, ABIDJAN, Mar 31 – The fruit of the shea tree has long been considered sacred by many in Western Africa because of its myriad health benefits.
But now growing demand among Western consumers for the fruit, known as “women’s gold” by those who harvest it, is helping improve lives in some of the world’s poorest communities.
Sweet-lovers around the globe already consume the nut as shea butter, which is used to make chocolate, as well as in products like margarine and as a cooking oil.
Western companies such as L’Oreal, The Body Shop and L’Occitane are also using more and more of the product as a natural moisturiser and anti-ageing ingredient in their cosmetics.
Around 600,000 tonnes of shea are produced each year in Africa. Of that around two thirds are exported to Europe, more than double the amount shipped 10 years ago, while the rest is consumed locally.
Cosmetics companies, which purchase around a tenth of Africa’s shea exports, have been buying more to please increasingly socially-conscious consumers.
And now that change is starting to help women at the other end of the supply chain.
Around 16 million people in Africa — particularly women living in rural areas — are supported by the shea industry, according to the Global Shea Alliance (AGK), which held its annual congress in Abidjan last week.
In many of the countries where it grows, from Ethiopia to Senegal and down to the Democratic Republic of Congo, it is a lifeline for some of the world’s poorest people.
Shea provides a “substantial source of income” and an important tool for fighting poverty, said Mamadou Coulibaly Sangafowa, Ivory Coast’s agriculture minister.
In northern Ghana, it “helps improve the financial independence of women a lot”, observed Stephanie Green, marketing manager for the Ghanaian company SeKaf, which produces shea butter for cosmetics.
With the money generated, local women can “create small businesses” in the villages, which help to “eradicate” poverty their communities, she said.
Shea is central to both economic and social development in rural communities because it can “pull up the rural economy”, said Christophe Godard, who works in Burkina Faso on behalf of the French oilseed group Olvea.
– A ‘priority’ crop –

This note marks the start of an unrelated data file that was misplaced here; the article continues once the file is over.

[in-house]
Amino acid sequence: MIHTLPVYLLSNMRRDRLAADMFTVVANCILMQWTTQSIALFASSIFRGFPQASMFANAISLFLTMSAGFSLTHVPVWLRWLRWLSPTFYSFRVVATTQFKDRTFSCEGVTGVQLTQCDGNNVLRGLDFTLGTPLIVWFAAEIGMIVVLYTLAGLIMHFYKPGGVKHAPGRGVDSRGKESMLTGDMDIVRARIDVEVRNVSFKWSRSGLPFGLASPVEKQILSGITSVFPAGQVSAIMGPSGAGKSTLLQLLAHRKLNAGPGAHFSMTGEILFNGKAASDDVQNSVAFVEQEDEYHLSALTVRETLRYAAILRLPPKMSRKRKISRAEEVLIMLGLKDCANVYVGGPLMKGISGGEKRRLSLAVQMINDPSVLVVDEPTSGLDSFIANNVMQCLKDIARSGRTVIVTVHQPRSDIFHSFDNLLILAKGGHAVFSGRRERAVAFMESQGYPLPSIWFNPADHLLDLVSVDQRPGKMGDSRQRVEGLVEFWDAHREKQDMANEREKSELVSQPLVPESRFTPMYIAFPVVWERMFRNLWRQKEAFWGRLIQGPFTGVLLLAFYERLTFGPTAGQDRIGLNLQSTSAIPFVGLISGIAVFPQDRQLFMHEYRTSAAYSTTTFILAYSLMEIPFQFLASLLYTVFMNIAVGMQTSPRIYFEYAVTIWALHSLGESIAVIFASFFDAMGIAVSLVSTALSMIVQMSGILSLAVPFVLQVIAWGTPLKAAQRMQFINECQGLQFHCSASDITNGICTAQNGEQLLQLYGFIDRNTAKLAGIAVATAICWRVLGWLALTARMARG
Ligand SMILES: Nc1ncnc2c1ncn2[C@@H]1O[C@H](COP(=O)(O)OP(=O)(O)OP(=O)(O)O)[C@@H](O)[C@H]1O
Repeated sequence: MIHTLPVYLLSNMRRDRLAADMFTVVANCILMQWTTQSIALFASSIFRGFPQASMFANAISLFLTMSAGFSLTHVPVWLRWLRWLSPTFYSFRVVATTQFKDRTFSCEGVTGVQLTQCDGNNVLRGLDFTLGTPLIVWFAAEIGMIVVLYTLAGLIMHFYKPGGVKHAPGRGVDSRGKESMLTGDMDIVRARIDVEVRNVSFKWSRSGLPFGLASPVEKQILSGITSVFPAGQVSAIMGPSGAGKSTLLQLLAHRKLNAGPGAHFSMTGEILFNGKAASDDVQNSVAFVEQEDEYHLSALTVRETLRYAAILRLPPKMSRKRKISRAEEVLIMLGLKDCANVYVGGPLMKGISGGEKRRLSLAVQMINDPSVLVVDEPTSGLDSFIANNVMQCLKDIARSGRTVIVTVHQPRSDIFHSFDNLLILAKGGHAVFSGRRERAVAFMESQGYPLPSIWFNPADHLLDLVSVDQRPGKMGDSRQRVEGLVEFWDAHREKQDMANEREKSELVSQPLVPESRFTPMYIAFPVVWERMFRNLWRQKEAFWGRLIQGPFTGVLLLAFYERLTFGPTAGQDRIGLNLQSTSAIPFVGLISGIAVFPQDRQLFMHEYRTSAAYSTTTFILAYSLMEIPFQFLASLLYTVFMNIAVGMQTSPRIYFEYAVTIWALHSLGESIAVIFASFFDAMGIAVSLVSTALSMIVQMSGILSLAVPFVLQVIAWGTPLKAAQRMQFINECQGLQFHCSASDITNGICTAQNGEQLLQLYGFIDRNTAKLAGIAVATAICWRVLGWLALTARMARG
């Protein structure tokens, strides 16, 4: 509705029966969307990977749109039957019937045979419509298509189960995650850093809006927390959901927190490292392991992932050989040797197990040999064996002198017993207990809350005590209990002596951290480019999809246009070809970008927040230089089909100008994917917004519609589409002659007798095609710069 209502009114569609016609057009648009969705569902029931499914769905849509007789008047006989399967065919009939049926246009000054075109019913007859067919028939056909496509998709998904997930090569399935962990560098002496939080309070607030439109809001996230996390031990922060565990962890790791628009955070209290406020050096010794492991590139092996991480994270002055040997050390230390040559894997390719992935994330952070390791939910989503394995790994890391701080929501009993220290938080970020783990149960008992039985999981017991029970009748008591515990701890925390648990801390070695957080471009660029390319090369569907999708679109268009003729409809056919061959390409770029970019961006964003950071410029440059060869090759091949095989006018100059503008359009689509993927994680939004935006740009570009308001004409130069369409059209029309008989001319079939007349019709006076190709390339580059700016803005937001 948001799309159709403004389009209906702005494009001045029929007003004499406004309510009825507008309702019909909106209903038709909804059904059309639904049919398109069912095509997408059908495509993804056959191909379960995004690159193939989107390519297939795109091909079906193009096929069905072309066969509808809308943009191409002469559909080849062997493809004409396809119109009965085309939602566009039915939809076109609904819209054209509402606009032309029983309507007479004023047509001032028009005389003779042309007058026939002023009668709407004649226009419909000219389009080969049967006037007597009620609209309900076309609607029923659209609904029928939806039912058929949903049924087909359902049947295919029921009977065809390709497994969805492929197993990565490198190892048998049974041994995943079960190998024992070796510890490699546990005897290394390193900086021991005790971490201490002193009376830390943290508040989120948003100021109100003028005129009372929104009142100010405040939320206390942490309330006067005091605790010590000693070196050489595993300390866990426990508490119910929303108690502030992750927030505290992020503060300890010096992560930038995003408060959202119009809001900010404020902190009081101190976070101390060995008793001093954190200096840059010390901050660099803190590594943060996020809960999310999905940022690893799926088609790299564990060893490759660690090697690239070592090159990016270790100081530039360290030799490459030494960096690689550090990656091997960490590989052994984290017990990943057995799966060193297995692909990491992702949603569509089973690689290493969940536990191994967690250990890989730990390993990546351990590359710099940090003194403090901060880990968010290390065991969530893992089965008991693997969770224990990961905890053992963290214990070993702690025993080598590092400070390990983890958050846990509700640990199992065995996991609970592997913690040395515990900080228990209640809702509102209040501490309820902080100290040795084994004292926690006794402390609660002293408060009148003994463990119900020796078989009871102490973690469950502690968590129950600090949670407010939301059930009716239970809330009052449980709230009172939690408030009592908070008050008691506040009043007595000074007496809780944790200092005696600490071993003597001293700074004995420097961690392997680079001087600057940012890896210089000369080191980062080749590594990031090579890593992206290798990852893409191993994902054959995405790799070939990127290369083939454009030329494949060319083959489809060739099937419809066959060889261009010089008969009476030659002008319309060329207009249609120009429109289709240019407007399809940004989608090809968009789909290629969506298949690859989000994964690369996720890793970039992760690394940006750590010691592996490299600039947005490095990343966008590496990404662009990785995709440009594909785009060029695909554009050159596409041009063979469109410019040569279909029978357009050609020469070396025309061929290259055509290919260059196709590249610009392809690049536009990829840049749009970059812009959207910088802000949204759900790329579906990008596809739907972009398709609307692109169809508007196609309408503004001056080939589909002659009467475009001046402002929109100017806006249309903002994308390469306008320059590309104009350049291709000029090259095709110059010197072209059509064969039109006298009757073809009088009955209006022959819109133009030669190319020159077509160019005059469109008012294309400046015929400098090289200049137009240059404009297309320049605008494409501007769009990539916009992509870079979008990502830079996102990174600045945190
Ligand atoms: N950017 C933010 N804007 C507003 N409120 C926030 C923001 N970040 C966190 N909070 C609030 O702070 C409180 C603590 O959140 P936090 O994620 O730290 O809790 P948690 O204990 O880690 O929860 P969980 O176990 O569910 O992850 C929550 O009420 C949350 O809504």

The shea tree grows wild and untamed across almost 4 million square kilometres (1.5 million square miles) of the African savanna, and cannot be planted. Considered sacred by many Africans, it can survive fires and droughts and live hundreds of years.
But it only bears fruit after 25 years, and even then only once every three seasons, according to AGK.
Extracting the shea butter from inside the fruit, which looks like a large green plum, is also a long and arduous process. It can take several hours of processing, using over 22 steps, to produce a single kilogram of the butter.
Demand for shea is growing “both domestically and internationally”, said Sangafowa Coulibaly, who wants to make the industry a “priority” because of its good prospects.
Ivory Coast is already the fifth-largest producer of shea in the world, harvesting around 40,000 tonnes a year, but the government wants to more than triple that to 150,000 tonnes.
Two factors, however, are holding the industry back.
One is the quality of the crop, “which is key for market access”, said Aminata Coulibaly Barry, who runs a group of women shea butter producers in Mali.
Konte Diarratouma, who oversees the national shea project in Mali, agreed. She urged the creation of a central body representing producing countries to impose quality standards and improve logistics for transporting crops.
Addressing the “low level of organisation of the stakeholders” would help Mali create a “shea (industry) that could compete in the international market”, she said.
Another is poor levels of organisation in the industry.
Stephanie Green, who works for SeKaf, argued that the “domestication of the shea tree and improving the conversion rate should be priorities”, particularly as the existing stock of trees becomes older.
Christophe Godard of Olvea disagreed. He estimated that barely half of shea nuts growing wild are collected today.
There is “more than enough for all the stakeholders in this sector” if the industry can become more organised.